immune responses. Although IL-18BP is produced constitu-
tively, its expression is noticeably increased by IFNg through
two transcription factors, IFN regulatory factor 1 (IRF1) and
CCAAT/enhancer binding protein beta (C/EBPb). In addi-
tion, these provide negative feedback.(27–29)
There are several reports that IL-18BP can prevent or at-
tenuate the development of disease in animal models(30,31);
however the secreted amount of IL-18BP induced by IFNg
seems insufficient to defeat the quantity of IL-18 in circulation
1Laboratory of Cytokine Immunology, Department of Biomedical Sciences and Technology;2Department of Orthopaedic Surgery, Konkuk
University Medical Center, School of Medicine, Konkuk University, Seoul, Korea.
*These authors contributed equally to this work.
Volume 31, Number 2, 2012
ª Mary Ann Liebert, Inc.
under certain pathological circumstances.(32)Four human
isoforms of IL-18BP have been characterized (isoforms a, b, c,
and d) but only isoforms IL-18BPa and IL-18BPc have affinity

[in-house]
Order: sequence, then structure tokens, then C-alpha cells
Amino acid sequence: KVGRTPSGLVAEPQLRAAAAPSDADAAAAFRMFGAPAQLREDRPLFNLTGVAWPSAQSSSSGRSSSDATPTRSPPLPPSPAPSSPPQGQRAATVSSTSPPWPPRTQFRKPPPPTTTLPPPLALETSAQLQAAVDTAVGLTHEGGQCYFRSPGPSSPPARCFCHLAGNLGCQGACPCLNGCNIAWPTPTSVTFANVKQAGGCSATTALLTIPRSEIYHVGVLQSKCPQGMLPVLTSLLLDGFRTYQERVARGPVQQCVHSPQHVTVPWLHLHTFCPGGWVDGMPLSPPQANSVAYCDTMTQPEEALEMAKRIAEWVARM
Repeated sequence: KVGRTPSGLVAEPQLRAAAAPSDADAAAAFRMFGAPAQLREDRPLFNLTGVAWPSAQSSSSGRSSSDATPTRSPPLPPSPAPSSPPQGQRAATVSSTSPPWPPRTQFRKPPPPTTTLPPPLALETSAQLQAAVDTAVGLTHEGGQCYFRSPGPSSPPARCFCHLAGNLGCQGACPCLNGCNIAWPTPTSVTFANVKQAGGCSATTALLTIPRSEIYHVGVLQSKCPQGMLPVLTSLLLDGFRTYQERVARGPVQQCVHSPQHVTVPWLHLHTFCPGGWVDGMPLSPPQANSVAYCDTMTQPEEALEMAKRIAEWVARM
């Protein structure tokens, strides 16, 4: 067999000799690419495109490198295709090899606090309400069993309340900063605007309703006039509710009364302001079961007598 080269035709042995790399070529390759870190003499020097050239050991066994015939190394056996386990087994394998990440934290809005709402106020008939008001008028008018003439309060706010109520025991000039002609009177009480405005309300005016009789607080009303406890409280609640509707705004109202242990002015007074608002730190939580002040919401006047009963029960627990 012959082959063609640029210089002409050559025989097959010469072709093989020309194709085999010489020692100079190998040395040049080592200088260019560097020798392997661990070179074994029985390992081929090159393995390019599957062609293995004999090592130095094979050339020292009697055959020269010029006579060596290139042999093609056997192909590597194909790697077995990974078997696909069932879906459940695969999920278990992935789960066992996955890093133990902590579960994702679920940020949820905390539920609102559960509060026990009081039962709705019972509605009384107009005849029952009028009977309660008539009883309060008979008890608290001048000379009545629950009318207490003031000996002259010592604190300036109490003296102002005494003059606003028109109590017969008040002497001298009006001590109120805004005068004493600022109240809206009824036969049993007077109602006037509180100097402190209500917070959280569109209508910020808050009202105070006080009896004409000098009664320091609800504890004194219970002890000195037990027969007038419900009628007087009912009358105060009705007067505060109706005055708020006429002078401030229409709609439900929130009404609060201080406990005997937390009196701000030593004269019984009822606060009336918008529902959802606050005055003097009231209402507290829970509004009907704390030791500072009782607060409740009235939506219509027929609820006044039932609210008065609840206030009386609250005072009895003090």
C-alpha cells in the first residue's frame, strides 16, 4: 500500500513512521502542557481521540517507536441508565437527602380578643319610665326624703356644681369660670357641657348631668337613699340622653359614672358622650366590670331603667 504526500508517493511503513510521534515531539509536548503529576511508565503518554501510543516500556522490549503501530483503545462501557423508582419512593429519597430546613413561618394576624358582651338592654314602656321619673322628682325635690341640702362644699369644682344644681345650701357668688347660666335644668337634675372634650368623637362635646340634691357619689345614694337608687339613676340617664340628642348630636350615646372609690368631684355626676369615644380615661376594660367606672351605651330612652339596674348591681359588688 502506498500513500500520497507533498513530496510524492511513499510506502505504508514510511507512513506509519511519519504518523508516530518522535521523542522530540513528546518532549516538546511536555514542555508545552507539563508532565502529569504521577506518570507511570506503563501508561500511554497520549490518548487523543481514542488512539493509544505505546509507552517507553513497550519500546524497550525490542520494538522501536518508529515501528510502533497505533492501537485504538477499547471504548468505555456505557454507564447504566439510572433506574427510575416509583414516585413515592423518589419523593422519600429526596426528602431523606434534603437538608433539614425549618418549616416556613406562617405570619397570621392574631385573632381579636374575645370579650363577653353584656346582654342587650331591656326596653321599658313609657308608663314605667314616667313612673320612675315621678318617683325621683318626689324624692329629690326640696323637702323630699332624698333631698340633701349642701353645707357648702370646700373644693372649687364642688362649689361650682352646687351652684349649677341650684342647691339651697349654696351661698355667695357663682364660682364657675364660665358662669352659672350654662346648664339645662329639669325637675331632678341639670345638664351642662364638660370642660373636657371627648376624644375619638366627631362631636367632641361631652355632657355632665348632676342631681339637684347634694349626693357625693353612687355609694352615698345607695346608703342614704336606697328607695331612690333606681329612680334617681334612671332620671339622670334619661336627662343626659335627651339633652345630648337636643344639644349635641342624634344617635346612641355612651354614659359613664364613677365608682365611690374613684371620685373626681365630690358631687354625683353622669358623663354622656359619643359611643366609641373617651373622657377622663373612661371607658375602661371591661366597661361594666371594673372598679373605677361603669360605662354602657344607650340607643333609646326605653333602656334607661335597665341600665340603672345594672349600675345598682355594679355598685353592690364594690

to IL-18 and down-regulate its function in vitro.(33)Similar to
human IL-18BP, murine IL-18BPc and murine IL-18BPd
neutralize the IL-18 activity at equal-molar concentrations.(33)
Fc fusion proteins are molecules in which the immuno-
globulin Fc is fused genetically to a protein of interest. Fc
fusion proteins have some antibody-like properties such as
long serum half-life and easy expression and purification,
making them an attractive platform for therapeutic drugs.(34–
36)An Fc fusion-based drug, such as Enbrel,?is currently on
the market, and many more are in different stages of clinical
trials, demonstrating that Fc fusion proteins have become an
alternative to monoclonal antibody therapeutics. In this
study, we used pCAG.neo-hIgG1-Fc vector with a strong
chicken beta-actin promoter and expressed recombinant Fc-
IL-18BPa and c purified for experimental use.